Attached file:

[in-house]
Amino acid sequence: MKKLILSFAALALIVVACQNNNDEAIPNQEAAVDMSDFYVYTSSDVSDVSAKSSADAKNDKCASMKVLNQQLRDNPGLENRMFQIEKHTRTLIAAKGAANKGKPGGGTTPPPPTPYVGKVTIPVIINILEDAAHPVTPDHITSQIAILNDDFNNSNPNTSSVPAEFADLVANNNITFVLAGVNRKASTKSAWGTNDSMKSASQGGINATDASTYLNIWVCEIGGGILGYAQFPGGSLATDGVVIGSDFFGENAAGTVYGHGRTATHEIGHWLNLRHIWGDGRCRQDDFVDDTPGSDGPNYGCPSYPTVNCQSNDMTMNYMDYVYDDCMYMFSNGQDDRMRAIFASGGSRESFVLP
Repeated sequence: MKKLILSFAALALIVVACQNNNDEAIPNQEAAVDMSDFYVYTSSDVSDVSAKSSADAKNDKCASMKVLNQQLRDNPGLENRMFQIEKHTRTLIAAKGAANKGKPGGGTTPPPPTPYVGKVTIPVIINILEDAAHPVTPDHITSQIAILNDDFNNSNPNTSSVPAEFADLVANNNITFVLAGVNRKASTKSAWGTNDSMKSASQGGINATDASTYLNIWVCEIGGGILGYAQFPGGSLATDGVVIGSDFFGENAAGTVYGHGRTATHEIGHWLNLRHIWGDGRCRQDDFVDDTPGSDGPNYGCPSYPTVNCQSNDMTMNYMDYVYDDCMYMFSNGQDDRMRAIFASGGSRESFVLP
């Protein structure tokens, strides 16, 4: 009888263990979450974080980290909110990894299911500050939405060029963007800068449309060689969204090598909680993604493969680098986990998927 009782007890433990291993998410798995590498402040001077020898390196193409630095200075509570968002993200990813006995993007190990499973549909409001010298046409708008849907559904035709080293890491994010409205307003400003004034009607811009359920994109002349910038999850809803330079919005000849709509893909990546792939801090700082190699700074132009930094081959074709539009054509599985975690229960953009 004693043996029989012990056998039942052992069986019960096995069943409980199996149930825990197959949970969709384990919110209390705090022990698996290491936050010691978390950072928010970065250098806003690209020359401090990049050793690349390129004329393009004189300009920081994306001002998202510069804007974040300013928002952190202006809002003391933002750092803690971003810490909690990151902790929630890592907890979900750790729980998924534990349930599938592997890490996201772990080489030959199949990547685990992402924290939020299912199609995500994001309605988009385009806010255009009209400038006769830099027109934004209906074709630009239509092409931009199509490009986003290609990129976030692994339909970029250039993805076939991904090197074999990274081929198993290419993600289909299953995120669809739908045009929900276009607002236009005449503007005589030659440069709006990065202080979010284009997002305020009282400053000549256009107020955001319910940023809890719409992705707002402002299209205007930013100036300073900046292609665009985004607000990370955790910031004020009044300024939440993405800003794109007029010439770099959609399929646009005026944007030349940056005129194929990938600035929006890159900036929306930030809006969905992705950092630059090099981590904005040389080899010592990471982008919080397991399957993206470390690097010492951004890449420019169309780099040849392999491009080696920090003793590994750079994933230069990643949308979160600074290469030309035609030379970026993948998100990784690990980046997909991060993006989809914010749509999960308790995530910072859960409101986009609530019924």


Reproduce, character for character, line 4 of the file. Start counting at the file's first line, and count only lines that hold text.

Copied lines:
């Protein structure tokens, strides 16, 4: 009888263990979450974080980290909110990894299911500050939405060029963007800068449309060689969204090598909680993604493969680098986990998927 009782007890433990291993998410798995590498402040001077020898390196193409630095200075509570968002993200990813006995993007190990499973549909409001010298046409708008849907559904035709080293890491994010409205307003400003004034009607811009359920994109002349910038999850809803330079919005000849709509893909990546792939801090700082190699700074132009930094081959074709539009054509599985975690229960953009 004693043996029989012990056998039942052992069986019960096995069943409980199996149930825990197959949970969709384990919110209390705090022990698996290491936050010691978390950072928010970065250098806003690209020359401090990049050793690349390129004329393009004189300009920081994306001002998202510069804007974040300013928002952190202006809002003391933002750092803690971003810490909690990151902790929630890592907890979900750790729980998924534990349930599938592997890490996201772990080489030959199949990547685990992402924290939020299912199609995500994001309605988009385009806010255009009209400038006769830099027109934004209906074709630009239509092409931009199509490009986003290609990129976030692994339909970029250039993805076939991904090197074999990274081929198993290419993600289909299953995120669809739908045009929900276009607002236009005449503007005589030659440069709006990065202080979010284009997002305020009282400053000549256009107020955001319910940023809890719409992705707002402002299209205007930013100036300073900046292609665009985004607000990370955790910031004020009044300024939440993405800003794109007029010439770099959609399929646009005026944007030349940056005129194929990938600035929006890159900036929306930030809006969905992705950092630059090099981590904005040389080899010592990471982008919080397991399957993206470390690097010492951004890449420019169309780099040849392999491009080696920090003793590994750079994933230069990643949308979160600074290469030309035609030379970026993948998100990784690990980046997909991060993006989809914010749509999960308790995530910072859960409101986009609530019924």